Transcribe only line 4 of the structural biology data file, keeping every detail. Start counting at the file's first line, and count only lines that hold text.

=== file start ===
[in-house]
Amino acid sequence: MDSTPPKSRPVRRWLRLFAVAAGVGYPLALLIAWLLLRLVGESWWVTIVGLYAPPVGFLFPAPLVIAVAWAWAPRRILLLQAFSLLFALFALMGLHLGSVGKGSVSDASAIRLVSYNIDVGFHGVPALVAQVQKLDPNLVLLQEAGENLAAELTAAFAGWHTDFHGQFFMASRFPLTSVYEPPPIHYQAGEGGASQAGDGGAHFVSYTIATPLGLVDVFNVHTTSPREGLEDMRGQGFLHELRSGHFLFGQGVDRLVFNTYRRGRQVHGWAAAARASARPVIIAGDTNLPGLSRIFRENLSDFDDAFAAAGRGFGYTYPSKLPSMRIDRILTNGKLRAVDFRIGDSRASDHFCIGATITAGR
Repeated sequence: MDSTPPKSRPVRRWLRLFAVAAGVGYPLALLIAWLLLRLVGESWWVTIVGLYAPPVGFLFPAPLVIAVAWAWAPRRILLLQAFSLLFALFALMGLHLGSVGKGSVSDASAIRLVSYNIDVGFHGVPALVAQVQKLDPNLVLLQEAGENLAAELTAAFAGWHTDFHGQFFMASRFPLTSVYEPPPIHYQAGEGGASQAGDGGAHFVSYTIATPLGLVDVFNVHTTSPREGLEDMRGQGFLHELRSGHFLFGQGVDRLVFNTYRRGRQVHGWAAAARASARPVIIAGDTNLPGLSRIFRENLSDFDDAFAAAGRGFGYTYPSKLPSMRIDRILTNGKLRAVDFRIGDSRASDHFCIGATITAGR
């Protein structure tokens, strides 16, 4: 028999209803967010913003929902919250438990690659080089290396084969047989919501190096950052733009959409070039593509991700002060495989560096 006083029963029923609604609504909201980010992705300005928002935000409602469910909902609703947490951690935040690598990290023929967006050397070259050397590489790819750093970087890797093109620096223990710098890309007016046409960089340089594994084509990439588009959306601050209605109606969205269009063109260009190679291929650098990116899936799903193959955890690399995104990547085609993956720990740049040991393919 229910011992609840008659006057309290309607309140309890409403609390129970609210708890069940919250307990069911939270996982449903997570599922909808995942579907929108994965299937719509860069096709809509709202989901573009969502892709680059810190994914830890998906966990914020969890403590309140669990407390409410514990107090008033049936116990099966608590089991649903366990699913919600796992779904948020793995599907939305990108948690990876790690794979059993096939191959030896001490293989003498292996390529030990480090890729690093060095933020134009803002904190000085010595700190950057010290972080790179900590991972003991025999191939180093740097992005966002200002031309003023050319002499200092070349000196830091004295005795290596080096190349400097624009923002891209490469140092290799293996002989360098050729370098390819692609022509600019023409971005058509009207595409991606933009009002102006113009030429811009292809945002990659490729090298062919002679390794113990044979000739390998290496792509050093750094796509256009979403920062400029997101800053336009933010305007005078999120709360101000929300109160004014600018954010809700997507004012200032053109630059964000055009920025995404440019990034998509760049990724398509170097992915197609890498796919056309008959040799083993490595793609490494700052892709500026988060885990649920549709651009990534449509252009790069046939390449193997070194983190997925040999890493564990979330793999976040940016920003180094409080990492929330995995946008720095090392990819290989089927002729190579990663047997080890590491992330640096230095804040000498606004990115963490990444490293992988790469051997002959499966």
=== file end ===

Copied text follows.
């Protein structure tokens, strides 16, 4: 028999209803967010913003929902919250438990690659080089290396084969047989919501190096950052733009959409070039593509991700002060495989560096 006083029963029923609604609504909201980010992705300005928002935000409602469910909902609703947490951690935040690598990290023929967006050397070259050397590489790819750093970087890797093109620096223990710098890309007016046409960089340089594994084509990439588009959306601050209605109606969205269009063109260009190679291929650098990116899936799903193959955890690399995104990547085609993956720990740049040991393919 229910011992609840008659006057309290309607309140309890409403609390129970609210708890069940919250307990069911939270996982449903997570599922909808995942579907929108994965299937719509860069096709809509709202989901573009969502892709680059810190994914830890998906966990914020969890403590309140669990407390409410514990107090008033049936116990099966608590089991649903366990699913919600796992779904948020793995599907939305990108948690990876790690794979059993096939191959030896001490293989003498292996390529030990480090890729690093060095933020134009803002904190000085010595700190950057010290972080790179900590991972003991025999191939180093740097992005966002200002031309003023050319002499200092070349000196830091004295005795290596080096190349400097624009923002891209490469140092290799293996002989360098050729370098390819692609022509600019023409971005058509009207595409991606933009009002102006113009030429811009292809945002990659490729090298062919002679390794113990044979000739390998290496792509050093750094796509256009979403920062400029997101800053336009933010305007005078999120709360101000929300109160004014600018954010809700997507004012200032053109630059964000055009920025995404440019990034998509760049990724398509170097992915197609890498796919056309008959040799083993490595793609490494700052892709500026988060885990649920549709651009990534449509252009790069046939390449193997070194983190997925040999890493564990979330793999976040940016920003180094409080990492929330995995946008720095090392990819290989089927002729190579990663047997080890590491992330640096230095804040000498606004990115963490990444490293992988790469051997002959499966």